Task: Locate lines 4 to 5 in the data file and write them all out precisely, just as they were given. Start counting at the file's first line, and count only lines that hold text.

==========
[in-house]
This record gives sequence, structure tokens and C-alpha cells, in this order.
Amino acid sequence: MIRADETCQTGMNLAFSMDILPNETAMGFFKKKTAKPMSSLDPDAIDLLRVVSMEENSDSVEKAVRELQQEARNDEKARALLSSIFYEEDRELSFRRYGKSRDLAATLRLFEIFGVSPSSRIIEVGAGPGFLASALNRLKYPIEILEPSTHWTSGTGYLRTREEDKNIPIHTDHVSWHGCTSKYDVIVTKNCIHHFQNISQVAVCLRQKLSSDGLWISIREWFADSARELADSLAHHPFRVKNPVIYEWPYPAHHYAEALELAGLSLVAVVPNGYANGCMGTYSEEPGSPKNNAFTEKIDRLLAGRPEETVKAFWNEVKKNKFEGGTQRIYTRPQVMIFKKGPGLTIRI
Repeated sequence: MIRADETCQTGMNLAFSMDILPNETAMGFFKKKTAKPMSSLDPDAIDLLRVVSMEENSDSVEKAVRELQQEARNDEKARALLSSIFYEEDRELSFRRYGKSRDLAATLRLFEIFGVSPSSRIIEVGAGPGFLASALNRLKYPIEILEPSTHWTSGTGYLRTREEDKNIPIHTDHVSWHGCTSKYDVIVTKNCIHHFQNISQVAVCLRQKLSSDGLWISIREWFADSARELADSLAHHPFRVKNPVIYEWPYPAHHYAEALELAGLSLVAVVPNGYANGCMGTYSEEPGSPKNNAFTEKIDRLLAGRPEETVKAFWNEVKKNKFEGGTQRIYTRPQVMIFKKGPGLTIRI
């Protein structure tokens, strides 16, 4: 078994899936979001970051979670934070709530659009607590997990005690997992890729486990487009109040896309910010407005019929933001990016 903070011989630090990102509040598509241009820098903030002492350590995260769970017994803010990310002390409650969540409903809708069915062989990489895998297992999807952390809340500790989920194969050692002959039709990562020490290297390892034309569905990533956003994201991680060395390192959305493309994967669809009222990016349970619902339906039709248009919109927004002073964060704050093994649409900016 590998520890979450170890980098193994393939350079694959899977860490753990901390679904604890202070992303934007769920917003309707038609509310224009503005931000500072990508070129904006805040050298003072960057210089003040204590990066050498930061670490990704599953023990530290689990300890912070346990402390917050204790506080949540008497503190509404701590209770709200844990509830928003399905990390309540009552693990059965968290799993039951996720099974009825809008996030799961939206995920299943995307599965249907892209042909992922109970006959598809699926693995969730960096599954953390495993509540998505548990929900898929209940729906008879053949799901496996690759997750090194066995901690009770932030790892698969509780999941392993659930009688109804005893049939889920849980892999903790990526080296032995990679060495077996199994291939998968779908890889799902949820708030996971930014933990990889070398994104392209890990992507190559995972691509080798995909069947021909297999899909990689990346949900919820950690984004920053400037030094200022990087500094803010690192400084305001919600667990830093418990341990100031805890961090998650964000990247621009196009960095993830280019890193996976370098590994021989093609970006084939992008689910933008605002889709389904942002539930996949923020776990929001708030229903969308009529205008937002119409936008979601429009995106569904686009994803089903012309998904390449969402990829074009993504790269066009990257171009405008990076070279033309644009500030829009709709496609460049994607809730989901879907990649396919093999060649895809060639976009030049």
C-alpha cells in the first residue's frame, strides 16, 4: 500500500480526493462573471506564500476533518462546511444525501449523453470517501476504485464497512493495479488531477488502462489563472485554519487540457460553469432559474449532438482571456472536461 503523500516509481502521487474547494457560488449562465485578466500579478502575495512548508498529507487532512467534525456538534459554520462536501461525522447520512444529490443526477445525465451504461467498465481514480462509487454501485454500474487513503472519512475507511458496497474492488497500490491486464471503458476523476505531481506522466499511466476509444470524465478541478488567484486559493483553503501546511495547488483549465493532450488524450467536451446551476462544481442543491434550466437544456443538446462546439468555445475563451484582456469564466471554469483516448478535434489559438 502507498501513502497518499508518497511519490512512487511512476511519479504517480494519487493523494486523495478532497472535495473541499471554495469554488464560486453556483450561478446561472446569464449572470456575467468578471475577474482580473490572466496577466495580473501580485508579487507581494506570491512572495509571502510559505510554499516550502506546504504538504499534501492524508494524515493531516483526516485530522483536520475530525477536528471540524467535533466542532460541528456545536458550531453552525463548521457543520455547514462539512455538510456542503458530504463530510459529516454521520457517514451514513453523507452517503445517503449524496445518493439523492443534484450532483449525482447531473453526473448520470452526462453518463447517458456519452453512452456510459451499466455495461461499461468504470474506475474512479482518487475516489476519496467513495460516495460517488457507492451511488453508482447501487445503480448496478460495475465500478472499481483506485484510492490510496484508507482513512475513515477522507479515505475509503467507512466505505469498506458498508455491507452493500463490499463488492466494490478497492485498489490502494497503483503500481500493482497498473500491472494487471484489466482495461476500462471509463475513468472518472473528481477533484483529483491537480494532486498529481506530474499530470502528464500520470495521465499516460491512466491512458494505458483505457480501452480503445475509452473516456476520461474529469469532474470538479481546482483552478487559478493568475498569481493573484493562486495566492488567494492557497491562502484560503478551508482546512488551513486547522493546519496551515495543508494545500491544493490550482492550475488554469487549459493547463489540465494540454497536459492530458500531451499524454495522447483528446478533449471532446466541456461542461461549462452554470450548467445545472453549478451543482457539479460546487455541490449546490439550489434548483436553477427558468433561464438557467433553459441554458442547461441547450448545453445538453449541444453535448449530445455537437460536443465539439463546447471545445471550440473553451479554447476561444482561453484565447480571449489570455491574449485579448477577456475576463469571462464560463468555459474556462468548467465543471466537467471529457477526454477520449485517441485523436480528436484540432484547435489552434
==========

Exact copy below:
Repeated sequence: MIRADETCQTGMNLAFSMDILPNETAMGFFKKKTAKPMSSLDPDAIDLLRVVSMEENSDSVEKAVRELQQEARNDEKARALLSSIFYEEDRELSFRRYGKSRDLAATLRLFEIFGVSPSSRIIEVGAGPGFLASALNRLKYPIEILEPSTHWTSGTGYLRTREEDKNIPIHTDHVSWHGCTSKYDVIVTKNCIHHFQNISQVAVCLRQKLSSDGLWISIREWFADSARELADSLAHHPFRVKNPVIYEWPYPAHHYAEALELAGLSLVAVVPNGYANGCMGTYSEEPGSPKNNAFTEKIDRLLAGRPEETVKAFWNEVKKNKFEGGTQRIYTRPQVMIFKKGPGLTIRI
């Protein structure tokens, strides 16, 4: 078994899936979001970051979670934070709530659009607590997990005690997992890729486990487009109040896309910010407005019929933001990016 903070011989630090990102509040598509241009820098903030002492350590995260769970017994803010990310002390409650969540409903809708069915062989990489895998297992999807952390809340500790989920194969050692002959039709990562020490290297390892034309569905990533956003994201991680060395390192959305493309994967669809009222990016349970619902339906039709248009919109927004002073964060704050093994649409900016 590998520890979450170890980098193994393939350079694959899977860490753990901390679904604890202070992303934007769920917003309707038609509310224009503005931000500072990508070129904006805040050298003072960057210089003040204590990066050498930061670490990704599953023990530290689990300890912070346990402390917050204790506080949540008497503190509404701590209770709200844990509830928003399905990390309540009552693990059965968290799993039951996720099974009825809008996030799961939206995920299943995307599965249907892209042909992922109970006959598809699926693995969730960096599954953390495993509540998505548990929900898929209940729906008879053949799901496996690759997750090194066995901690009770932030790892698969509780999941392993659930009688109804005893049939889920849980892999903790990526080296032995990679060495077996199994291939998968779908890889799902949820708030996971930014933990990889070398994104392209890990992507190559995972691509080798995909069947021909297999899909990689990346949900919820950690984004920053400037030094200022990087500094803010690192400084305001919600667990830093418990341990100031805890961090998650964000990247621009196009960095993830280019890193996976370098590994021989093609970006084939992008689910933008605002889709389904942002539930996949923020776990929001708030229903969308009529205008937002119409936008979601429009995106569904686009994803089903012309998904390449969402990829074009993504790269066009990257171009405008990076070279033309644009500030829009709709496609460049994607809730989901879907990649396919093999060649895809060639976009030049």